The dry powder of these funds increased from $11bn in December 2004 to $101bn in September 2014 – approximately 10 times the uncalled capital of a decade ago. This has been concurrent with an even greater surge in unrealized value.
In December 2004, the unrealized value of unlisted infrastructure funds stood at $6bn, compared with $192bn in September 2014. In fact, the total unrealized value of unlisted infrastructure funds has risen every year since 2004, including in the period 2007 to 2008, which saw the total unrealized value of private equity funds fall by almost 5%. The majority of the increase in unrealized value over the last decade is attributable to the period 2010 to 2014, which accounted for 70% of the $186bn increase. Incidentally, 2010 is also the first year in which unrealized value exceeded the dry powder of unlisted infrastructure funds (which has been maintained ever since).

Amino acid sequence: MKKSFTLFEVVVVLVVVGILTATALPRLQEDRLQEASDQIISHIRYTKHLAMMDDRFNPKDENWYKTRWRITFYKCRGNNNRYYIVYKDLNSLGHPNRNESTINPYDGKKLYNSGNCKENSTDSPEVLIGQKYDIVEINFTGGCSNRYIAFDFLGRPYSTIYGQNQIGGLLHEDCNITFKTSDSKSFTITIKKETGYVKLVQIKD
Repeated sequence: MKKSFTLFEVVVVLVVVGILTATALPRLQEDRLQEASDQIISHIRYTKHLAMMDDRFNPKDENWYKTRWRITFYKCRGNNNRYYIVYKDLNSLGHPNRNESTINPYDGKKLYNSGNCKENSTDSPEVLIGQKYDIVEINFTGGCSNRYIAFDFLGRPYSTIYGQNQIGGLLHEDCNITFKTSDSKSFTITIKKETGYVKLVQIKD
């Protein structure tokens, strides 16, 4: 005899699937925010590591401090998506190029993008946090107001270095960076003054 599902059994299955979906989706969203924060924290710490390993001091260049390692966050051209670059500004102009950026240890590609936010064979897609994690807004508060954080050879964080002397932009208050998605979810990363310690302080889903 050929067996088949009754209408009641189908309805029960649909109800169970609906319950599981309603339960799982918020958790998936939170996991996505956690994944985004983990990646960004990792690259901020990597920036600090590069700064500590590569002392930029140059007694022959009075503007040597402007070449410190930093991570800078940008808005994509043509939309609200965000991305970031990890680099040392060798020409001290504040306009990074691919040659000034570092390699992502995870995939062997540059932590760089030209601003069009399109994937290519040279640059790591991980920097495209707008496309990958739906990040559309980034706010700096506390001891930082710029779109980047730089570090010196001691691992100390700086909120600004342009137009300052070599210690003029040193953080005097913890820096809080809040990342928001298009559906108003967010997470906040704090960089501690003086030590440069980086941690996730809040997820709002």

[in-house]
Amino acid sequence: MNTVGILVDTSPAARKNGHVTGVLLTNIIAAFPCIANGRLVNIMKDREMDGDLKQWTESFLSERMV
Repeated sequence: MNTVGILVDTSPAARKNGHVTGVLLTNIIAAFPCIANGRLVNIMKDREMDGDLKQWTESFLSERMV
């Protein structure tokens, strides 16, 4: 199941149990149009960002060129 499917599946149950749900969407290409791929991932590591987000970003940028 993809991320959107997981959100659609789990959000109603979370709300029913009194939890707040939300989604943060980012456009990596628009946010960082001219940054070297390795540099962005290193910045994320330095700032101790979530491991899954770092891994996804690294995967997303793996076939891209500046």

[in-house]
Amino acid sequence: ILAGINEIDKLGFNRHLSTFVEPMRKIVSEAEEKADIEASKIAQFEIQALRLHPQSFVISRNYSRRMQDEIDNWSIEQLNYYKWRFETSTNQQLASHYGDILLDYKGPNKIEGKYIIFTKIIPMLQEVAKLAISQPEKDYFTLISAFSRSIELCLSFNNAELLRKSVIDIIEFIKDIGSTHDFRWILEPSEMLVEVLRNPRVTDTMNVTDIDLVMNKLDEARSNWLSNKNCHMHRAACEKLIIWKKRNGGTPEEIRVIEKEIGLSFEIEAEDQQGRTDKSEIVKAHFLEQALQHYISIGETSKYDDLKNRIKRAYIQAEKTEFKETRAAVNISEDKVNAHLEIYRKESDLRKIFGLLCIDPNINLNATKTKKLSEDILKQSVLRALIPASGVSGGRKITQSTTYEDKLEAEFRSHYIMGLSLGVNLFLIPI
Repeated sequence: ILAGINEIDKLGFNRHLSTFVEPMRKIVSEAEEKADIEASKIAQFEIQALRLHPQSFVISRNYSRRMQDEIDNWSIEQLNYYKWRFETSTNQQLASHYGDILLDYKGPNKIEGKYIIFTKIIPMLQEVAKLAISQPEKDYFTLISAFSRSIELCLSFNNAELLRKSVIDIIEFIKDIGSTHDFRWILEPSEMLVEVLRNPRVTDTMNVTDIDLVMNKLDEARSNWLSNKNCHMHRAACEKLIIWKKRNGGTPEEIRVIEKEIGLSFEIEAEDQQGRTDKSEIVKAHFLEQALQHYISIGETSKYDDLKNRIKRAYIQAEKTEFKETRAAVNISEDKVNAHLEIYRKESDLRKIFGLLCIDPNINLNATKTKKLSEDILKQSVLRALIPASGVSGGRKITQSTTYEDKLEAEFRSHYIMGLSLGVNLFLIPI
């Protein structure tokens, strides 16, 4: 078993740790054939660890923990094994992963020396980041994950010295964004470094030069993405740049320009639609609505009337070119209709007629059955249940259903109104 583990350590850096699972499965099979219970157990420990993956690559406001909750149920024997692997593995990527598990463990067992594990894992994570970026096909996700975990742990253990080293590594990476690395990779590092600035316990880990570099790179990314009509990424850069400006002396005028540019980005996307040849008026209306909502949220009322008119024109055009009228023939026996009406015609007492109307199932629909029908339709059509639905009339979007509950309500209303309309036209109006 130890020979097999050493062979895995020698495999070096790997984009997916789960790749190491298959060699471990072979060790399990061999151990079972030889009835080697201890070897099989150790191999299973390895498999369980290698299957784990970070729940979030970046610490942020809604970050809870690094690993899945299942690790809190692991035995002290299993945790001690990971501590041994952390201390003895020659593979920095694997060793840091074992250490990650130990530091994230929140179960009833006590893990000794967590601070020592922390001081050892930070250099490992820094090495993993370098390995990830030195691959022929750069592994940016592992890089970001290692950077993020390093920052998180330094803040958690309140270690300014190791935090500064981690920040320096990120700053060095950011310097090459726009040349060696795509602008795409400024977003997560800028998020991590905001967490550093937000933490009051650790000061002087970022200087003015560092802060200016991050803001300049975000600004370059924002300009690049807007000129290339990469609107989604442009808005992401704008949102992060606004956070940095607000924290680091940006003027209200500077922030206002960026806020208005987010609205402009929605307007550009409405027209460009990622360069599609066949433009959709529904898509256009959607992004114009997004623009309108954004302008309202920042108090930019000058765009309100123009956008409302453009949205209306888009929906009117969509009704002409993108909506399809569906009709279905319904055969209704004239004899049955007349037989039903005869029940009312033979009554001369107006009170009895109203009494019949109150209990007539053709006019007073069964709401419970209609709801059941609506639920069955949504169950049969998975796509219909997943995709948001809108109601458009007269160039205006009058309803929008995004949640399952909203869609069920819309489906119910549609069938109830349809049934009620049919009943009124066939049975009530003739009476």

The realization of these investments is key for infrastructure investors. As a fairly young asset class, distributions were low between 2004 and 2009 – consistently below $6bn – as managers sought to build their portfolios. In 2009, this figure rose to $9bn and has continued to increase since. Distributions in 2013 reached a record $25bn, further demonstrating that fund managers are beginning to exit investments. Over the course of the next decade it will be interesting to see how managers fare with infrastructure exits and whether investors will seek to increase their holdings in the asset class.